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Miracle Quick, write down all the automobile brands you're aware of. I'll wait.


Done? Now cross off every brand you've ever owned. How many are left? Probably quite a few.

Now cross off all those cars you MIGHT consider purchasing in the future. How many are left?The answer is still quite a few.

Awareness is a very wishy-washy affair. You could argue that building awareness is a critical step towards generating an eventual sale and you would be right – sort of. 

Unfortunately, there is a hitch in the giddyup with this perception. For most companies it's difficult, if not totally impossible, for them to prove a solid connected line between awareness and sales.

They spend big bucks on full page ads in their industry's big trade pub, knowing the average reader has $25,000,000 in annual spending authority and there's an average of 2.3 pass alongs. They heavily invest in growing Followers, building "Like" campaigns, and producing "Will It Blend" copycats. They buy a 10,000 square-foot exhibit at the annual trade show. If they've got a few million bucks laying around, they blast out a Super Bowl ad. All these build awareness.

Trade pubs? Because so many magazines have lost readership, the spin now is "controlled circulation." One industry wag said, "Circulation is not a major factor. It's the efficiency of the circulation that counts – advertisers reaching their target audience." To which I ask, "Say what?"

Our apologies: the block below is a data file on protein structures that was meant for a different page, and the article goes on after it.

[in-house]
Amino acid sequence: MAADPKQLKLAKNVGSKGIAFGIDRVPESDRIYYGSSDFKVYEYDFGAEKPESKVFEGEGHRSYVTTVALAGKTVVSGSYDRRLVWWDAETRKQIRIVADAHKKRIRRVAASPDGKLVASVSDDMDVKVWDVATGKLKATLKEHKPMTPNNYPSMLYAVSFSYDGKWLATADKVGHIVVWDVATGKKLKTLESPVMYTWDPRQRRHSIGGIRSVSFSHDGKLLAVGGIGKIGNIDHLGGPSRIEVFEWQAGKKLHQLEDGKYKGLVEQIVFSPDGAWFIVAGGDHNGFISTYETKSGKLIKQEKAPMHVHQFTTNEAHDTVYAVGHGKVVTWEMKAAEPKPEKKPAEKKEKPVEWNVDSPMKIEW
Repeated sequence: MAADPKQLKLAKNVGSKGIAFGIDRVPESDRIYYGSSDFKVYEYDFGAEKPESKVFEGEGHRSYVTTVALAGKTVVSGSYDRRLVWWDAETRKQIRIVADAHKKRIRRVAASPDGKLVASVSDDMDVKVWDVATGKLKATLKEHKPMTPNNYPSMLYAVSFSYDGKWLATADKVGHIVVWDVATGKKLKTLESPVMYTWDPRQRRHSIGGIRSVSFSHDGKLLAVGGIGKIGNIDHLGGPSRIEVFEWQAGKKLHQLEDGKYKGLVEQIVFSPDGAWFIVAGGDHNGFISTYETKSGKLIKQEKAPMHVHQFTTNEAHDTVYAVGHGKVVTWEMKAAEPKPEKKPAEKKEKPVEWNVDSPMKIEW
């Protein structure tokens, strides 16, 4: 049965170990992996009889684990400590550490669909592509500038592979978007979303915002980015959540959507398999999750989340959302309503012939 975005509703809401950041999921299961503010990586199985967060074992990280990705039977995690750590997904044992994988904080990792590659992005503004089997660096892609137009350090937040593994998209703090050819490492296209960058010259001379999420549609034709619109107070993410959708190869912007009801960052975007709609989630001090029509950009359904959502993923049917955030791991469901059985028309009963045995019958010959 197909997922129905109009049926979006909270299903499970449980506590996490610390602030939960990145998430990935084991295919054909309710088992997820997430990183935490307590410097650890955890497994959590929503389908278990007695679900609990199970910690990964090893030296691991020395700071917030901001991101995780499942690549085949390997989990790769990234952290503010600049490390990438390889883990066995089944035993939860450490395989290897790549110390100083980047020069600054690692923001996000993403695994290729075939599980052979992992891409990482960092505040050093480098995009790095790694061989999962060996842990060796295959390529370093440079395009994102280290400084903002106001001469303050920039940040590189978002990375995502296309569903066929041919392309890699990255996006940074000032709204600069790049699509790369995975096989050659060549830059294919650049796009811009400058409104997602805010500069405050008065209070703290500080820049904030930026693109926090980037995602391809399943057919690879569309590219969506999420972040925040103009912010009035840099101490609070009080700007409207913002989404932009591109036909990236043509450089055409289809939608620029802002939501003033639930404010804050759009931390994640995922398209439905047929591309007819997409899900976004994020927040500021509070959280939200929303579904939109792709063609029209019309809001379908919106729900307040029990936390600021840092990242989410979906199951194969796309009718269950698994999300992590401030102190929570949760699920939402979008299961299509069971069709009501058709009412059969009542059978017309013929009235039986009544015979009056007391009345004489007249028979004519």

Social media? Your company may have grown to 50,000 Followers on Twitter, 6,000 Fans on Facebook, and 100,000 views on YouTube, but how has that translated into new revenues?

Trade shows? You build a spectacular display for the big National Widget Show at McCormick Place. You design a custom die-cut, four-color prshow promotion. You fly in 150 staffers. Your budget is busted. I ask what your goal is. You respond, "We want huge traffic!"

These are simply all-too-common examples of using different media to build awareness. But ask how many proven new sales that trade advertising, or Facebook, or Twitter, or that trade show eventually generated and you meet a lot of blank faces.

The problem is most marketers confuse awareness with persuasion. These words are not synonyms. Awareness is just getting someone to know who you are. That's it. That's all. And has been proven over and over, connecting awareness to revenues is darn near impossible.

In fact, it's so difficult to show a direct correlation between awareness and revenues that marketers have come up with a myriad number of methods to "prove" value. 

We can measure "impressions." We can measure badges scanned. We can measure email opens and click-throughs. We can track sub-domains. We can count how many sat through a demonstration. We can track engagement through clicks and comments. We can use Google Analytics

Too many of these "measurement" methods are worthless. They're just funny statistics that don't connect to provable results. Some can be effective, however.

The way to tell is if the method measures Awareness or if it measures Persuasion. Awareness measures whether our target market is conscious of us. That's ambiguous.

Persuasion shows when we actually guide someone to take a clear cut action step that moves them at least one step closer to the sale. Handing you a business card and saying, "Call me on Tuesday at 10:00, so we can set up an appointment for you to come to my office." is Persuasion. Letting you scan their badge and walking away is Awareness. 

Which leads me to Old Rule #9 of Business that Still Matters:

Focus on Persuasion, Not Awareness

BTW, if you produce an ad for the Super Bowl, well, that's just God's way of saying you have way too much money.